When you give your baby massage it’s a wonderful opportunity to nurture and nourish your baby, getting to know him or her better on all levels, while feeling good yourself. There’s no hard and fast rule about when you can start to massage your baby.

Initially, it may be more beneficial for your newborn baby to experience a gentle, nurturing touch, rather than doing too many massage techniques, as this might be a bit too overwhelming at first. However, you’re the best judge of this. Your baby loves spending time close to you; so lots of cuddles, or being carried around in a sling or a papoose would give them the loving closeness and touch they so need to thrive in the early days.

The ‘Warm Hands’ technique from Surviving Baby Colic is excellent for when your baby is feeling slightly fretful and in need of some comfort and calming. This soothing technique enables you to quickly make a warm and loving connection with your baby.

Warm Hands Infant Massage

  • Take a relaxing breath, and then rub your hands together to generate some heat in them.
  • Next, place your hands side by side on your baby’s abdomen and rest them there for a while.
  • Send calm, loving thoughts through your hands and enjoy the loving connection between you both. You may be surprised how comforted and relaxed your baby can become by doing something so simple.

Infant massage is wonderful for so many reasons. It can help you to: 

  • Empower you by helping you to understand your baby better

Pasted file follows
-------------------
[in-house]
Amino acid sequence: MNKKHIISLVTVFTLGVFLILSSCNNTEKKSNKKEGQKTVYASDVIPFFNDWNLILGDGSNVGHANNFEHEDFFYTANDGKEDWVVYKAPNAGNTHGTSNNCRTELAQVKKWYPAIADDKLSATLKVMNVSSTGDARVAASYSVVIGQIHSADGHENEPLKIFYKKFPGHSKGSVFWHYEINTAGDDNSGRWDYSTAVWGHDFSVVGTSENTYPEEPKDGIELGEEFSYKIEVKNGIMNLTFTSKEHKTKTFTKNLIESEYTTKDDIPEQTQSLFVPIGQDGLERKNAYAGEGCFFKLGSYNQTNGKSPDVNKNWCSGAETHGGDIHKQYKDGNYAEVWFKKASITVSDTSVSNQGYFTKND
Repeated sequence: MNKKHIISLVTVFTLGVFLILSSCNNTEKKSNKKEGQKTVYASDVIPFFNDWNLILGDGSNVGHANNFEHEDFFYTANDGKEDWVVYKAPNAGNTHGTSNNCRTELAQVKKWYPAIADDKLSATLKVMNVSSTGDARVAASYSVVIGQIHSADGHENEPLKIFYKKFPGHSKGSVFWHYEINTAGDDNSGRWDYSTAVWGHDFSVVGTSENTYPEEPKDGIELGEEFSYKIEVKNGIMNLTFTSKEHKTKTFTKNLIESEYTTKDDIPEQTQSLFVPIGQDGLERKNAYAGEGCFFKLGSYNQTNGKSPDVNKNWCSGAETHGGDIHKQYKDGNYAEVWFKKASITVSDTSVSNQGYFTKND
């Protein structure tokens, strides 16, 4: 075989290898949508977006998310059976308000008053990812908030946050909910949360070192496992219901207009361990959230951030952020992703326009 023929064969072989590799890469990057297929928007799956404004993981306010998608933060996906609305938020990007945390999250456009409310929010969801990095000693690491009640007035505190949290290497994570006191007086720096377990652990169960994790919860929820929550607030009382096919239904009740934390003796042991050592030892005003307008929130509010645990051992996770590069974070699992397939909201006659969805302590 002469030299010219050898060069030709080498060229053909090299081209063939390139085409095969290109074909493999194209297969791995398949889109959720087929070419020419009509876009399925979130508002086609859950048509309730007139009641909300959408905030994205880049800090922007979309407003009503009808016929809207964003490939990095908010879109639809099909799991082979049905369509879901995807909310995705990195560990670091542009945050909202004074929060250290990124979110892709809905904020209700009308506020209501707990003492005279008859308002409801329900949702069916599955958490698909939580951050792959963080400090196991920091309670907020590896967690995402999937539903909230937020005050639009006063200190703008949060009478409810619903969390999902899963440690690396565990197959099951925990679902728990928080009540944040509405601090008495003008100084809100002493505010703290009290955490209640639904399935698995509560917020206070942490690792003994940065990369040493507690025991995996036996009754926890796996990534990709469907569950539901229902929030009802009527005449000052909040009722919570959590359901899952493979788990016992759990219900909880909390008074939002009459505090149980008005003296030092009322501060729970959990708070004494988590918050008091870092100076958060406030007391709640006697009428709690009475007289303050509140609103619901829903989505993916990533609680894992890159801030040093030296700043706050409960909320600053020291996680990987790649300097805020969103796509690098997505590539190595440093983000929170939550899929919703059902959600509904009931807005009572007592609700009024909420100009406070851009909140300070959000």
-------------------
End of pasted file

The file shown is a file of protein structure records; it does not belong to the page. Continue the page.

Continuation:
• Improve the general functioning of your baby’s immune system
  • Regulate and strengthen the digestive system (which may reduce the discomfort of colic, wind and constipation)
  • Promote relaxation and improve quality of sleep
  • Reduce pain through increasing endorphins, a natural painkiller
  • Reduce levels of cortisol (stress hormone)
  • Alleviate wind and constipation
  • Strengthen the bond between you and your baby
  • Balance the nervous system
  • Boost the respiratory system
  • Release the relaxing ‘feel good’ hormone oxytocin
  • Help your baby to grow and flourish.

Where to Start

Why not start by trying some small, gentle massage on your baby’s legs and feet? This can be very relaxing and soothing and it could be just what they need. In the womb they randomly move and kick, as I’m sure you’ve experienced, and in doing so, their legs and feet get used to a certain amount of touch; this means they’re more receptive to massage in these areas.

Dry Massage